The letter is noteworthy for the blunt statements of fact that are just not mentioned or outright ignored.
I appreciated the opportunity to meet with you July 24th in Brussels, on the occasion of the Israel-EU Association Council. We discussed many regional issues of importance; however, I would like to further share some key ideas with you, and hence, this letter.
I would like to update you regarding the current situation of Israel's relationship with the Palestinian Authority (PA). As a preamble, I would like to emphasize that the purpose of this letter is to demonstrate Israel's goodwill, desire to build trust and sincere desire to create a positive atmosphere vis a vis the PA, with the goal of bringing our neighbors back to the table of direct negotiations. Unfortunately, we have encountered repeated Palestinian patterns of refusal and consistent attempts to turn to pointless activity, counterproductive to any constructive efforts.
Madame, it is important to provide this update to you, because in my opinion, the information herein is not properly represented or reflected in the policy of the European Union or the Quartet on this subject.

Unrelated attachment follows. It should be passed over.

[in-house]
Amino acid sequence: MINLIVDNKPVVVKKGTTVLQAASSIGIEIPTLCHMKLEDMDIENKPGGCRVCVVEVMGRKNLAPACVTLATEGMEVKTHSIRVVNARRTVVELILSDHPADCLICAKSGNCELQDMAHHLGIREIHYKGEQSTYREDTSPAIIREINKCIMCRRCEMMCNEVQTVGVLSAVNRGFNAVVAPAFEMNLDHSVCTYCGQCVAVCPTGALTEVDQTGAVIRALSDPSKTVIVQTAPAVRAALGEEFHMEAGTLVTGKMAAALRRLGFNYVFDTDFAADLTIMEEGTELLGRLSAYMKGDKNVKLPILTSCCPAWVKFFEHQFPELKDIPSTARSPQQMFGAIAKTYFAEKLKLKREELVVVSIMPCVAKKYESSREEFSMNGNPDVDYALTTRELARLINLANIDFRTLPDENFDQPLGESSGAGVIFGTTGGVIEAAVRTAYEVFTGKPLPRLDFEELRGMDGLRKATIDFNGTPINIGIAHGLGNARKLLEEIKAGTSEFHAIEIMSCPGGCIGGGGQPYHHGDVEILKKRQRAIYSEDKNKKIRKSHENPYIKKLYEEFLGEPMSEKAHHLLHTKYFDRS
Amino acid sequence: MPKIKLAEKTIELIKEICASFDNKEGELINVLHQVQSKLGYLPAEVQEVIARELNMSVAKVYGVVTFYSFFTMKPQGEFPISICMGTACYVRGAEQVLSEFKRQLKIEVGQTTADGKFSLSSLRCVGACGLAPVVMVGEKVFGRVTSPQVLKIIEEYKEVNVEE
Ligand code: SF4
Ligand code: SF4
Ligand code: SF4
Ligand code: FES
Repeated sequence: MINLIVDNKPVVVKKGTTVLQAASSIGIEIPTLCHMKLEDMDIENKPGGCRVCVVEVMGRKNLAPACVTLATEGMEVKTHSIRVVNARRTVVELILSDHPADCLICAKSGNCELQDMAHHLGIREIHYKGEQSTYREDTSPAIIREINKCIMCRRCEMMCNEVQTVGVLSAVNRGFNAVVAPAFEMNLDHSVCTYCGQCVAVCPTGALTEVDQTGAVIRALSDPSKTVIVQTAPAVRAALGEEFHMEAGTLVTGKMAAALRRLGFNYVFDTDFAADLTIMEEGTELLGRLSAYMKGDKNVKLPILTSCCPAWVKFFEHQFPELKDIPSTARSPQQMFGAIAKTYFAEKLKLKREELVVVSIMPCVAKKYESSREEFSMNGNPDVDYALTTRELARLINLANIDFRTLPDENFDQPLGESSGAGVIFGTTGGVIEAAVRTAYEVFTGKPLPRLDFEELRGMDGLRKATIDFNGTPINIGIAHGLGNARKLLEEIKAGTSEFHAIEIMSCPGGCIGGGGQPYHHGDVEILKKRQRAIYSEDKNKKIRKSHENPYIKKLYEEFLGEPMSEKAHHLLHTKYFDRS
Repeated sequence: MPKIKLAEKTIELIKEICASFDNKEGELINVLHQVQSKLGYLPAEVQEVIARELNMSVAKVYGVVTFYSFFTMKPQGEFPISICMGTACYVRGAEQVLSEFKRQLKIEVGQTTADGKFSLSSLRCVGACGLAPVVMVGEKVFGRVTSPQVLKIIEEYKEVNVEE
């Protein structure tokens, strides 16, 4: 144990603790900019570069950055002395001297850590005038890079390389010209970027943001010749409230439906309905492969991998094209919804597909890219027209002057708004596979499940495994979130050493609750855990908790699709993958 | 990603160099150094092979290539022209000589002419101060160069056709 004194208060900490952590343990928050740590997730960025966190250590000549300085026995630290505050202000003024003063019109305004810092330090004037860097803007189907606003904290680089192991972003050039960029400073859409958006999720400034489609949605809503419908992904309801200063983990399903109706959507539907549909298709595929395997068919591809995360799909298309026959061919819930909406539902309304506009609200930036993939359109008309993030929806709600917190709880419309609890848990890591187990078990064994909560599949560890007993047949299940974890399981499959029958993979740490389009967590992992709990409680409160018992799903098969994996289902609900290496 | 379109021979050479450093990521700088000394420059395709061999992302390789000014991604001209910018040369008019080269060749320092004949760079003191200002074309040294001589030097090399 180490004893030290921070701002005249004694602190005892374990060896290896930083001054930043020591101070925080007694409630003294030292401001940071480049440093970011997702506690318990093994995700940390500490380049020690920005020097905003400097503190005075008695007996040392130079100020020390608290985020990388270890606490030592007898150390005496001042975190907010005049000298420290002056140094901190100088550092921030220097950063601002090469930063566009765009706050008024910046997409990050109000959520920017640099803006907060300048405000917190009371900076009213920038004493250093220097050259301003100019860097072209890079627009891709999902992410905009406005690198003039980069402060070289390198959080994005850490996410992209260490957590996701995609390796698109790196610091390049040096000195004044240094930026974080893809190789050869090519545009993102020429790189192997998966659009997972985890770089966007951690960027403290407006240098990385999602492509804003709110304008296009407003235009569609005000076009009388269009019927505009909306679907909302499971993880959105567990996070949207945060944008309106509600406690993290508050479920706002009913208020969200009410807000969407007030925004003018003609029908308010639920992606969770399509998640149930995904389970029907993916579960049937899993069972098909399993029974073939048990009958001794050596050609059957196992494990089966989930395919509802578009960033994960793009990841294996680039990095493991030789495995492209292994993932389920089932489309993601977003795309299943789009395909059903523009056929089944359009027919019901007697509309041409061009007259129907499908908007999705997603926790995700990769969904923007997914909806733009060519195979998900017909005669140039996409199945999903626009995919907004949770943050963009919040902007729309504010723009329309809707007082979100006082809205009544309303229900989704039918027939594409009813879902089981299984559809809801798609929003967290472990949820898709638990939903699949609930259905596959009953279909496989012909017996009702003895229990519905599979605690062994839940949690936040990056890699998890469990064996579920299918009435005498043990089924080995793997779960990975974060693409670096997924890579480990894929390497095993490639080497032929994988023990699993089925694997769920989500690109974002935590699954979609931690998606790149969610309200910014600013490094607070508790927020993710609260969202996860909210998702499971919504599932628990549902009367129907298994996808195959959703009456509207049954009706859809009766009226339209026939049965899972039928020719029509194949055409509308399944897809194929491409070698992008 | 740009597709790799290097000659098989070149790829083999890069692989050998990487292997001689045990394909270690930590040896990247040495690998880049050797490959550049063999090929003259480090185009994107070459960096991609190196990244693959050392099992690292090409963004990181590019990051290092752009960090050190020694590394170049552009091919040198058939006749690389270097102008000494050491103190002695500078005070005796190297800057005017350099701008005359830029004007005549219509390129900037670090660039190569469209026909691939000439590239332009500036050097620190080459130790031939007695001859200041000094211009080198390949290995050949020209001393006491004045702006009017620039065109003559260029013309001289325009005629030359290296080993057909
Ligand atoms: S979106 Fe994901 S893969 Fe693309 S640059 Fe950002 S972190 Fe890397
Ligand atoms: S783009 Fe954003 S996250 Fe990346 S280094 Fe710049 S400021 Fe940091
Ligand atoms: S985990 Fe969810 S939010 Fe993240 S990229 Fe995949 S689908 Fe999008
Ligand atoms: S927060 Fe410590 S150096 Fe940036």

Israel has in recent months undertaken several significant gestures towards the Palestinians: Israeli Finance Minister Yuval Shteinitz and PA Prime Minister Salam Fayyad concluded (July 31) arrangements with respect to the transfer of goods between Israel and the PA and related tax procedures. These steps, which were recommended by the International Monetary Fund, will improve the PA's tax system, increase revenues and bolster the Palestinian economy.
In light of the PA‘s budget crisis, Israel transferred at the beginning of the month of Ramadan (July 27) an advance of NIS 180 million (approximately USD 45 million) of August tax remittances. The money was intended to help the PA pay salaries in time to celebrate the holiday. An agreement was concluded (July 14) to employ an additional 5,000 Palestinian construction workers in Israel; the number of roadblocks was reduced to 10, most of which are normally open; the remains of Palestinian terrorists were returned (May 31). In addition, Israel agreed to develop the gas field off the Gaza shoreline.
Israel is promoting infrastructure projects in Area C, including completion of a master plan. In 2011, 119 infrastructure projects were approved, 58 of them with international financing. Fifteen projects relating to the construction and renovation of infrastructures for schools and clinics have received "fast-track" approval. I won't go into all the details of additional Israeli gestures that were made throughout 2012, all of them with the goal of assisting the Palestinian economy and easing the lives of the residents in the West Bank and Gaza.